At some point in the future many of us will be faced with a life-altering decision: To bug-in at home or to bug-out and head for the hills. In the following strategy guide our friend Todd Savage explores the former and discusses some critical considerations that must be made once you and your family come to the determination that it’s time to get out of Dodge.
Todd knows a thing or two about survival retreats, perimeter defense strategies and what it will take to survive should the world around us collapse overnight.
He has generously agreed to share his insights and recommendations with our community and you’ll likely find, as we did, that his analysis is right on target. In fact, we believe you’ll significantly improve your chances of avoiding dangerous situations and surviving just by taking the time to understand all of the components involved with a successful bug-out strategy.
We all have ideas of how a worst-case scenario event may play out. Todd does too and he does an excellent job of filtering out the dream and focusing on the gut wrenching reality of what we’ll face. It will be a trying time for all involved, but success can be achieved if you a clear and concise strategy in place.
Don’t be the Last Out without a Destination!
Solar storm, nuclear EMP, or a derivatives crash; any one of these could trigger a national or worldwide socio-economic collapse on a scale nobody has ever seen, with the subsequent destruction of life, liberty and property almost unimaginable. Out of the smoke and stench of the collapse, one nasty fact remains; not living full time at a retreat will require bugging out, it’s just a matter of time. The journey for most will be long and treacherous, may take weeks, months or even years and may result in injury or casualties to the group. However, only those who are prepped, trained, have an up to date evacuation plan with a viable destination will be successful. We will try and help you create a bug-out plan and cover the basics of retreat selection by using an easy outline that forces you to really think through this critical aspect of survival.
‘Bugging Out’ may be one of the most discussed topics in the Survival and Preparedness world topped only by everyone’s favorite genre; firearms. Everyday there are new articles about bugging out; the best bag, fire starter, communications gear, flashlight, compass, et cetera, but rarely does the topic of the evacuees route planning and destination come to the forefront of the discussions. Why? It’s just not exciting, probably because you can’t put an ACOG, Magpul furniture, sling and a 40 round Pmag on your ‘destination’ and most folks just think they can make up the route as they go. Not so.
Let’s take a look at what some Preppers dream about as they drift off to sleep at night…
The Bug Out Dream: Buy a small parcel of land halfway across the country with all your friends. Build the coolest bug out bags ever conceived and wait for the mushroom clouds to appear. One day, it happens! In a magnificently coordinated evacuation everyone rides off into the sunset arriving unscathed at the fully self-sustaining retreat a few days later having fought through several zombie roadblocks. The group survives the collapse and all ends well. You write a book about your adventure and become famous the world over. The end.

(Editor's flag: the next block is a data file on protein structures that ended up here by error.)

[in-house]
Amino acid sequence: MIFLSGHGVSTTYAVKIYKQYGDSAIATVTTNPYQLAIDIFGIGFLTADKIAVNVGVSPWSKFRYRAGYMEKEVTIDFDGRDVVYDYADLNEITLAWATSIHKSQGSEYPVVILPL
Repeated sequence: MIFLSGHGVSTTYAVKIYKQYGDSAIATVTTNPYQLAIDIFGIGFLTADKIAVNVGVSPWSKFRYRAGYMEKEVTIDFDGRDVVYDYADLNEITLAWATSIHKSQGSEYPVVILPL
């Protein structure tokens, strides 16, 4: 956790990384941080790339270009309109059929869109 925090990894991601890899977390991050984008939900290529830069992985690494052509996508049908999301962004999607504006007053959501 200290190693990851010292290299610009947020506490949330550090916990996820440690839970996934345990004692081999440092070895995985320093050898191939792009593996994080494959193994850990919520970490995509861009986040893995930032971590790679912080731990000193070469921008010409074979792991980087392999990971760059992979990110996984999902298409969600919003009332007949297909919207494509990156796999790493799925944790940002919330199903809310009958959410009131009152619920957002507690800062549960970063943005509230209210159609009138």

Now let’s wake up in a cold sweat when reality hits…
The Gut Wrenching Reality: The lights go out for good. Too much time passes before realizing it’s not just another rolling blackout. The time to go safely has passed. Group members are scattered all over the city, with several key members out of town on business unable to make it back. Stress and panic reign as 2000 pounds of equipment fail to fit into an ill-conceived bug-out vehicle and trailer because there isn’t a destination with pre-positioned supplies. One member breaks down and decides to ride it out in their basement. Your own children tell you your crazy and sit in the front yard in defiance because you won’t bring the PlayStation 4, fear then turns to anger and rage. The next morning travelling westward towards no-man’s-land the truck runs out of fuel on a lonely back road trying to circumvent the next chaotic metropolitan area. After abandoning the vehicle and walking for three days, a hastily constructed checkpoint appears a hundred meters past the turn in the road that was not correctly scouted. Unfortunately, a ruthless street gang has set it up and the Preppers demise is all but sealed. The REAL END.
It’s time to take stock of where you are right now. How many Preppers have built a bug-out or go-bag, retrofitted an EMP proof truck and have a basement full of supplies, a basic evacuation plan, yet no destination to strive to reach? If we took a survey, probably more than 95% are not fully prepared. This is not good. Is it the end of the world if your family doesn’t own a retreat? Of course not, the reality is that most Preppers can’t afford a separate fully operational retreat, and that’s ok. However, not having a pre-arranged destination of some kind, with pre-positioned supplies is absolutely not acceptable. This could be located at a fiends or relatives home in the country, or a group purchase of a retreat, even a small parcel with a stream and cached supplies is better than nothing.